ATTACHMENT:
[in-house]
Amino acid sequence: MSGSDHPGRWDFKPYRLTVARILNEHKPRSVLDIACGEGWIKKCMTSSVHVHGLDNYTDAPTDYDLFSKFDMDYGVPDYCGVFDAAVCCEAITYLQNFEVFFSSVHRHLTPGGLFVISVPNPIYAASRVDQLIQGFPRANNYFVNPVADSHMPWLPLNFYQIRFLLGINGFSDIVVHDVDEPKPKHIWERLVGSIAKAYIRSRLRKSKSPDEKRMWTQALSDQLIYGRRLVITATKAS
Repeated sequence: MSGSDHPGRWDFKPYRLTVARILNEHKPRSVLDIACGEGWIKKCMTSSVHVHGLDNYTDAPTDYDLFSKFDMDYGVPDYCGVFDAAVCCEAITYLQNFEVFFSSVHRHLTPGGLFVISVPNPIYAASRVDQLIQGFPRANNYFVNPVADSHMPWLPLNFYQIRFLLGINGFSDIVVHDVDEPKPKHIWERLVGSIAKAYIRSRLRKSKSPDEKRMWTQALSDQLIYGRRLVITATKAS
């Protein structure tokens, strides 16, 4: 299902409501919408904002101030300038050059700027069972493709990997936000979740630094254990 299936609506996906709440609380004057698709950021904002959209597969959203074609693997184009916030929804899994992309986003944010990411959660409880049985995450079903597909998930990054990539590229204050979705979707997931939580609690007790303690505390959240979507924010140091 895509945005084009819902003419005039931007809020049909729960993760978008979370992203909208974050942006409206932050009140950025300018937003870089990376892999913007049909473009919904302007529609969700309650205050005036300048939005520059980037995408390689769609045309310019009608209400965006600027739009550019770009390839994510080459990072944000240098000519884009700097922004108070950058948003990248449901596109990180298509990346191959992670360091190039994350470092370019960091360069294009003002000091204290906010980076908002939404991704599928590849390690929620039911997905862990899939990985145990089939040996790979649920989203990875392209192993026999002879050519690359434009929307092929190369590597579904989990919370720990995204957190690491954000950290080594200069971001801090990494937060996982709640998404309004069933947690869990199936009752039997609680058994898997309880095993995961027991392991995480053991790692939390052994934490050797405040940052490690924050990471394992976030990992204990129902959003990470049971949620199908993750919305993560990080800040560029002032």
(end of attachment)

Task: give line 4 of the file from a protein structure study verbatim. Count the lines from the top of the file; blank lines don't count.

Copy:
């Protein structure tokens, strides 16, 4: 299902409501919408904002101030300038050059700027069972493709990997936000979740630094254990 299936609506996906709440609380004057698709950021904002959209597969959203074609693997184009916030929804899994992309986003944010990411959660409880049985995450079903597909998930990054990539590229204050979705979707997931939580609690007790303690505390959240979507924010140091 895509945005084009819902003419005039931007809020049909729960993760978008979370992203909208974050942006409206932050009140950025300018937003870089990376892999913007049909473009919904302007529609969700309650205050005036300048939005520059980037995408390689769609045309310019009608209400965006600027739009550019770009390839994510080459990072944000240098000519884009700097922004108070950058948003990248449901596109990180298509990346191959992670360091190039994350470092370019960091360069294009003002000091204290906010980076908002939404991704599928590849390690929620039911997905862990899939990985145990089939040996790979649920989203990875392209192993026999002879050519690359434009929307092929190369590597579904989990919370720990995204957190690491954000950290080594200069971001801090990494937060996982709640998404309004069933947690869990199936009752039997609680058994898997309880095993995961027991392991995480053991790692939390052994934490050797405040940052490690924050990471394992976030990992204990129902959003990470049971949620199908993750919305993560990080800040560029002032």